Bandura writes, “people cannot learn much by observation unless they attend to, and perceive accurately, the significant features of the modeled behavior” (p. 24). Secondly, the observer must remember what was observed. Thus, the behavior observed must be retained, and this occurs, Bandura argues, by using two different symbolic systems – by representing the behavior in image form, as a visual picture, or by representing it in verbal form, as a series of instructions. If a child is learning how to play tennis, for example, she may retain an image of her instructor demonstrating the proper forehand technique, and she might also retain a series of instructions, such as “I step forward with my left foot, turning my body perpendicular to…” Next, as the previous example suggests, one must be able to replicate the behavior. In other words, the individual must have the motor reproduction skills to enact the behavior she observed. If the tennis student doesn’t have the strength to swing a racquet, she might not be able to reproduce the behavior.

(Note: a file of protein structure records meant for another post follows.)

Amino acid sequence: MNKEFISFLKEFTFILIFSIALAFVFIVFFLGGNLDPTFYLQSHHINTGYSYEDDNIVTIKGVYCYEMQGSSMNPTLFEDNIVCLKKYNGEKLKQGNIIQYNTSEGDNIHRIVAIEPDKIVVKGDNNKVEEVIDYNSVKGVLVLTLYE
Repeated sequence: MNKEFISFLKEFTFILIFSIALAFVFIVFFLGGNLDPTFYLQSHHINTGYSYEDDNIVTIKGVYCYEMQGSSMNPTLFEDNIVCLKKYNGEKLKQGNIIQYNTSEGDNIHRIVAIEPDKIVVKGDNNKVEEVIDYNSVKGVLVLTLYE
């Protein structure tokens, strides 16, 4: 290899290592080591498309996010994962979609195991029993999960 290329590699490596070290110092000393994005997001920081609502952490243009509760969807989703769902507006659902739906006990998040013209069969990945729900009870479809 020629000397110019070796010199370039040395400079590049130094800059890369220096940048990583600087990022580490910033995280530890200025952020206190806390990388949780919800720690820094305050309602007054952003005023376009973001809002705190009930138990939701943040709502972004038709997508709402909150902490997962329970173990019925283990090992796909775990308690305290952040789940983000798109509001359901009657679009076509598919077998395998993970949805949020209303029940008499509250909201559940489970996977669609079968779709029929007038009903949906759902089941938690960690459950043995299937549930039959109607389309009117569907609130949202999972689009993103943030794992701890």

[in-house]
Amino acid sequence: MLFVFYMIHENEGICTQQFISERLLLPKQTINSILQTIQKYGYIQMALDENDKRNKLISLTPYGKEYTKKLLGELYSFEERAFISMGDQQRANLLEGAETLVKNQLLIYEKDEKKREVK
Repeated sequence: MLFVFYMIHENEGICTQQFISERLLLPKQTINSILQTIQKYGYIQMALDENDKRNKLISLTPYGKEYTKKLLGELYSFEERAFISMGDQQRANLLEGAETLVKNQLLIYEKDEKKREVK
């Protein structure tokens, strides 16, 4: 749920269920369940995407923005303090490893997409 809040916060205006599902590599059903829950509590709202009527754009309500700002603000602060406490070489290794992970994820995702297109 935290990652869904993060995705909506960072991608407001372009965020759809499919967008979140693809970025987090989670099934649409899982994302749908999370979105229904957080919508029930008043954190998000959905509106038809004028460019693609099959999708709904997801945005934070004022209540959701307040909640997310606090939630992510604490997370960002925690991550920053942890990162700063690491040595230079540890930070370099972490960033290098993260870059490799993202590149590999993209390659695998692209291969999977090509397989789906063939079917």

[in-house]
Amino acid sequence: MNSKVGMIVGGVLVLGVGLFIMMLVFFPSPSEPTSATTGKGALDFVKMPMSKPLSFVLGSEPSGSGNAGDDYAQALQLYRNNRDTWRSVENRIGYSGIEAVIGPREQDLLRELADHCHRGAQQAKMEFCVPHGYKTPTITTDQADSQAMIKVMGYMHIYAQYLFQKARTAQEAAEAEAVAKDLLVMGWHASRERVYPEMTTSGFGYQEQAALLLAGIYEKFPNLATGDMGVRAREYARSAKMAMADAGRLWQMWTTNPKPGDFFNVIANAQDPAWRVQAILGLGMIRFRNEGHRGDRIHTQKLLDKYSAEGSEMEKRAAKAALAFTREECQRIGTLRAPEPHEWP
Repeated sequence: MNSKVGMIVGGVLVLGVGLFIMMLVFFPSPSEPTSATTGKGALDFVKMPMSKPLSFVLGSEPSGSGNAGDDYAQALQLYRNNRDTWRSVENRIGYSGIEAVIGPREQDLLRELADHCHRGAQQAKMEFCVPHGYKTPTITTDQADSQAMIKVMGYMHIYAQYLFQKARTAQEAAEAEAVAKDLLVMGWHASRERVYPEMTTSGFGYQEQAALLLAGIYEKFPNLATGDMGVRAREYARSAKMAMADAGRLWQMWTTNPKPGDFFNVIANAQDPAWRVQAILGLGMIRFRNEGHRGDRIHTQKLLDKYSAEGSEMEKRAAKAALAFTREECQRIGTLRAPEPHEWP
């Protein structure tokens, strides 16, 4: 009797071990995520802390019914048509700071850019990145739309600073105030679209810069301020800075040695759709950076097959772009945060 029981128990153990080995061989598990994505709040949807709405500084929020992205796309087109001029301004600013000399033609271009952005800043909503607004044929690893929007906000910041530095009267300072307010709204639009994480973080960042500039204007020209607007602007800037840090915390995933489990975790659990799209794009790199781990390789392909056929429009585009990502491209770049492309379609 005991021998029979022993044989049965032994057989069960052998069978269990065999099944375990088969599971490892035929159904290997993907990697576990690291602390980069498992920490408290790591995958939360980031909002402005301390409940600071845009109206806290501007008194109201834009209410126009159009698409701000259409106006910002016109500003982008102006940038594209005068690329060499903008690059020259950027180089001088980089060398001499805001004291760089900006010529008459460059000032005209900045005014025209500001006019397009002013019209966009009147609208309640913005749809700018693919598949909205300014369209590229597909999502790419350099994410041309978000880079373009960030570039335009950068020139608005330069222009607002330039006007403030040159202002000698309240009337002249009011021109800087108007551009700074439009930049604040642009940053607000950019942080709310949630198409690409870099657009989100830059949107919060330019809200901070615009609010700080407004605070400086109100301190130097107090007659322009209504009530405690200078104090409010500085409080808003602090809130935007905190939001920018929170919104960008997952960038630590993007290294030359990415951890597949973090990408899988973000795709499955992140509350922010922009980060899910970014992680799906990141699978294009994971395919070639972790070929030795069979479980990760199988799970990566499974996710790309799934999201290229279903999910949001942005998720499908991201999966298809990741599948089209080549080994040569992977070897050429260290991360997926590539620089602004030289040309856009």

The final component of observational learning is motivation; people do not imitate all the behavior they learn but rather must be motivated to do so. Two points deserve emphasis; again, the distinction between learning and performance – people don’t perform all behaviors they have learned, only those they are motivated to perform. And secondly, expectation of reward can be as motivating as the reward itself. Bandura (1977) writes, “Reinforcement does play a role in observational learning, but mainly as an antecedent rather than a consequent influence. Anticipation of reinforcement is one of several factors that can influence what is observed and what goes unnoticed” (p. 37). It also influences what is performed, and what is not. Models